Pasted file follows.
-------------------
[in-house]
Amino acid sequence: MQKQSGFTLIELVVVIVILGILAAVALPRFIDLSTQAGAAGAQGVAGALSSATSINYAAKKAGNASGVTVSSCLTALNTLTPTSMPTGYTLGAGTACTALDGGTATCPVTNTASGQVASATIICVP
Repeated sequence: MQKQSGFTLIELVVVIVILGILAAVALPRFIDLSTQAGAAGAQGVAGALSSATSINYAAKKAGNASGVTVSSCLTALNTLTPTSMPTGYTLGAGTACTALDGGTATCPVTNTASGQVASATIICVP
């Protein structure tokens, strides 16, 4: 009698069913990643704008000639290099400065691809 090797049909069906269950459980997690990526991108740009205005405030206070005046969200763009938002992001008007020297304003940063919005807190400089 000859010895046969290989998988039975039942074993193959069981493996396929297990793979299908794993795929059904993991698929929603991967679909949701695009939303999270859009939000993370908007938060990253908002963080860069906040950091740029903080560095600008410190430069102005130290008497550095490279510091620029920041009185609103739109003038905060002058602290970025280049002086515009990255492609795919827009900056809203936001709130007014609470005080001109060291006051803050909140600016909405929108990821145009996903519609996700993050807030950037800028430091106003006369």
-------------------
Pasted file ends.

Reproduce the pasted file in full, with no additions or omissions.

[in-house]
Amino acid sequence: MQKQSGFTLIELVVVIVILGILAAVALPRFIDLSTQAGAAGAQGVAGALSSATSINYAAKKAGNASGVTVSSCLTALNTLTPTSMPTGYTLGAGTACTALDGGTATCPVTNTASGQVASATIICVP
Repeated sequence: MQKQSGFTLIELVVVIVILGILAAVALPRFIDLSTQAGAAGAQGVAGALSSATSINYAAKKAGNASGVTVSSCLTALNTLTPTSMPTGYTLGAGTACTALDGGTATCPVTNTASGQVASATIICVP
């Protein structure tokens, strides 16, 4: 009698069913990643704008000639290099400065691809 090797049909069906269950459980997690990526991108740009205005405030206070005046969200763009938002992001008007020297304003940063919005807190400089 000859010895046969290989998988039975039942074993193959069981493996396929297990793979299908794993795929059904993991698929929603991967679909949701695009939303999270859009939000993370908007938060990253908002963080860069906040950091740029903080560095600008410190430069102005130290008497550095490279510091620029920041009185609103739109003038905060002058602290970025280049002086515009990255492609795919827009900056809203936001709130007014609470005080001109060291006051803050909140600016909405929108990821145009996903519609996700993050807030950037800028430091106003006369």